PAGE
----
However, this was initially leaked and unofficially translated and mistakenly reported by international media, such as CBS News and The Telegraph (U.K.), as MH370 pilot’s last words and final flight MH370 message at 1:19 am on the early morning hours of March 8, shortly after taking off from Kuala Lumpur International Airport.

Later, on March 30, 2014, however, the Ministry of Transport of Malaysia released the official transcript between the MH370 pilot and Malaysian air traffic controller, which reveals MH370’s final message at 1:19 am as, “Good night, Malaysian Three Seven Zero.”

Ron Bishop is a former U.S. Air Force commander of 23 years. He headed up the U.S. Air Force rescue and special operations school. Now an aviation lecturer at Central Queensland University, Bishop spoke to News Corp Australia, reporting on June 1, 2014. Mr. Bishop has a view that “what happened to MH370 was not sinister and was not the result of some mad conspiracy or the fault of the pilot or copilot.”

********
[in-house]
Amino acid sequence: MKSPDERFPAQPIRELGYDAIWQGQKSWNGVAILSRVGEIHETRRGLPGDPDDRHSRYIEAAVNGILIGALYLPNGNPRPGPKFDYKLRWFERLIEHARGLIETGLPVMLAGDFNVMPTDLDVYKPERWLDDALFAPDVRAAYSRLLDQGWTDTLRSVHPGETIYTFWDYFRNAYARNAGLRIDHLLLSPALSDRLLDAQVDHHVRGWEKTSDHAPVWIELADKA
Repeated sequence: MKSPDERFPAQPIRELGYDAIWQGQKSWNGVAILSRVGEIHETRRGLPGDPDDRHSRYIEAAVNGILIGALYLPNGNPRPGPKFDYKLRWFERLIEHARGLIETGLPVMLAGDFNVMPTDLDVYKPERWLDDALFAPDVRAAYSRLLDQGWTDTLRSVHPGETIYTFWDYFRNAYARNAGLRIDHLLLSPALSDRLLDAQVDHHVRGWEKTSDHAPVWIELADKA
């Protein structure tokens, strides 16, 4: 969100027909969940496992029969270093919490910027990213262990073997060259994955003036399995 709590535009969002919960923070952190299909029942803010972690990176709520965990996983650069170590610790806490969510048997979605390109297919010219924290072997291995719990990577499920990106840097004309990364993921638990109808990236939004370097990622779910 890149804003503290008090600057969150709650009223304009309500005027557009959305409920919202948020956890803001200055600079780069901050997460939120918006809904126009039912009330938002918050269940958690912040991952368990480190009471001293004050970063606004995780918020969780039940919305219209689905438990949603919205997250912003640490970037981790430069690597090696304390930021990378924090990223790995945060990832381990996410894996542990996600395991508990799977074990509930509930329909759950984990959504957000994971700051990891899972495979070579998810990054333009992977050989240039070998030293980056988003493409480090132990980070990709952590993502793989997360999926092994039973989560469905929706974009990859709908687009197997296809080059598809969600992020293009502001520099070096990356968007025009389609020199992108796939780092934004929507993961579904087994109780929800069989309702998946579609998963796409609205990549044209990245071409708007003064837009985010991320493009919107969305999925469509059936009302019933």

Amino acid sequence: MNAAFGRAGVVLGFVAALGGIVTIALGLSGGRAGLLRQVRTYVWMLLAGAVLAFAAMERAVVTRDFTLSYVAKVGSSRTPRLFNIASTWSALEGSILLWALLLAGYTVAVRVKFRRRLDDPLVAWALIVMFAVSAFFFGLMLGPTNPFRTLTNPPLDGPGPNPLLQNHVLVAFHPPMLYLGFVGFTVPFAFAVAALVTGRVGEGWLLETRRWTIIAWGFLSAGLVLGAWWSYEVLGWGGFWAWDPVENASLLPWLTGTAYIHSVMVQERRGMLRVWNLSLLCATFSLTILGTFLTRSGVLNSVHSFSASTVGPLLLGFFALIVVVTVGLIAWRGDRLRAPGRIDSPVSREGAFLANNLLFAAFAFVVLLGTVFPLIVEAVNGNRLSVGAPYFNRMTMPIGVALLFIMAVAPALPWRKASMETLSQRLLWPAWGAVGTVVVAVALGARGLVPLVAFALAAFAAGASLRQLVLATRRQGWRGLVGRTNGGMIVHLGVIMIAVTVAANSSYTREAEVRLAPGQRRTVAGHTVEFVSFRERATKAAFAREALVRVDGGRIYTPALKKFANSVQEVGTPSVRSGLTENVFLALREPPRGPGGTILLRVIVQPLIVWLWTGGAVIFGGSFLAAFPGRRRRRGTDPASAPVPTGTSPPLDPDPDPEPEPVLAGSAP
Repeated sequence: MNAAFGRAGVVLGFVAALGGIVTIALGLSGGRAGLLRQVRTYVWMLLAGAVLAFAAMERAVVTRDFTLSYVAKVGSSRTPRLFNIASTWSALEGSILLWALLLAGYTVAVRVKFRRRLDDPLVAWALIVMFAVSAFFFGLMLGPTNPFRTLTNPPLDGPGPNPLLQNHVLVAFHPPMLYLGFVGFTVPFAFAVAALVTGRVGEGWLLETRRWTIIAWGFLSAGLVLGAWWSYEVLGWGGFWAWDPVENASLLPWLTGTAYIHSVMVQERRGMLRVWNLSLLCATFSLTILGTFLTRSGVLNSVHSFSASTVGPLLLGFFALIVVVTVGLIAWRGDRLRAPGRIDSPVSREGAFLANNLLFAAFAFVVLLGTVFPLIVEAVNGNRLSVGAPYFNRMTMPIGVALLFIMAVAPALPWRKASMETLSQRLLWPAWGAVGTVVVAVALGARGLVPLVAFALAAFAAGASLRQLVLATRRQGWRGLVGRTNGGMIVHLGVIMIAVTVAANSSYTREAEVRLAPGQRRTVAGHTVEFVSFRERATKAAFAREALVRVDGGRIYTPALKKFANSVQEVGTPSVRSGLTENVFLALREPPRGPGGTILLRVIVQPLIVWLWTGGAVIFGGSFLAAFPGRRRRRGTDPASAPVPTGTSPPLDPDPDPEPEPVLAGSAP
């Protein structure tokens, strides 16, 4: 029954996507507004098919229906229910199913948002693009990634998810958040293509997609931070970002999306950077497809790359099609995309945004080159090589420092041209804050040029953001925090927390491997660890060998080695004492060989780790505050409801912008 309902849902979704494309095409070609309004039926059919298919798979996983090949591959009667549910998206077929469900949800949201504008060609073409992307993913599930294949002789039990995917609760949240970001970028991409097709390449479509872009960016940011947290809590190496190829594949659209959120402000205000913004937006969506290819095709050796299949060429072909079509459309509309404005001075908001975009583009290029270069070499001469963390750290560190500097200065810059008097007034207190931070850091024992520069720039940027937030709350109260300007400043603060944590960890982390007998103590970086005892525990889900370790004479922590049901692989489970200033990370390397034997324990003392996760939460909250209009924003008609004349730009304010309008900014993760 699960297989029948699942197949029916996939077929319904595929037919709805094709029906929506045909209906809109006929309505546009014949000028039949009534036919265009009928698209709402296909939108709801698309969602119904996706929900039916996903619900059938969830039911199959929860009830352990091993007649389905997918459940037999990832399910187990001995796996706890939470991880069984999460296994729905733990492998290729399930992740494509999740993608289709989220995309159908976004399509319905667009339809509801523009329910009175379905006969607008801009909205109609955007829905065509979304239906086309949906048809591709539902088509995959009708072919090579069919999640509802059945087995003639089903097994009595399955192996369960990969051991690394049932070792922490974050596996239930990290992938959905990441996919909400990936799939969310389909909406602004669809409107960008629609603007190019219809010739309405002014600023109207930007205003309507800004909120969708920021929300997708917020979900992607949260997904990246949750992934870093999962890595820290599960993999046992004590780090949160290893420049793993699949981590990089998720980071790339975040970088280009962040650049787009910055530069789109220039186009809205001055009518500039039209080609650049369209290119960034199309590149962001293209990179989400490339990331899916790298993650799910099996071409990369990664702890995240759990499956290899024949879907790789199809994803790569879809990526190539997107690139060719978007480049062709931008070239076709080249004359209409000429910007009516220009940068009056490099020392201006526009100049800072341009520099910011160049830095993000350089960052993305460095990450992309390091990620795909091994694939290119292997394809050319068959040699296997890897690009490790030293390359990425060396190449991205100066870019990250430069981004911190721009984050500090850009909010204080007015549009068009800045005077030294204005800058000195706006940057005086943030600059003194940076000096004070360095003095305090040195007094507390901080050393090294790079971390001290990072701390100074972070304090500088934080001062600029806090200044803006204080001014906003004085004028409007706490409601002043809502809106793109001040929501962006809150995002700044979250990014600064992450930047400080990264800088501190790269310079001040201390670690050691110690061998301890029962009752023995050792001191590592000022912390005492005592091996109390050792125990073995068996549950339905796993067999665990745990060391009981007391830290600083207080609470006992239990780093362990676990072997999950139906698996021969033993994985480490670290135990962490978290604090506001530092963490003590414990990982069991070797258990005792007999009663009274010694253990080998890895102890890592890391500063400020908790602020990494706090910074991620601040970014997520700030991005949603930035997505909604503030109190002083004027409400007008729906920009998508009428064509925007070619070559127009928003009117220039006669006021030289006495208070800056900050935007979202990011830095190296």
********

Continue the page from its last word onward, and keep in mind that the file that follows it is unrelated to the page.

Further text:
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“Mr. Bishop thinks more likely it was a mechanical issue, a fire perhaps, or smoke in the cabin, which caused the pilots to start turning instruments off in a bid to isolate the problem, hence the transponder and communications systems being switched off at the time the pilot attempted to turn the plane around and fly back to Malaysia.”

“We know they took a left turn and came back towards Malaysia and that would suggest they had a problem,” Mr. Bishop said. “They lost cabin pressure or something overcame them … Then the plane just flew itself until it ran out of fuel.” Everyone on board had passed away well before it plunged into the ocean.”

Mr. Bishop finally warns that theories, based on little other than rumor and innuendo, pointing the finger at the pilot, Captain Zaharie Ahmad Shah, or the co-pilot Fariq Abdul Hamid, have made little sense.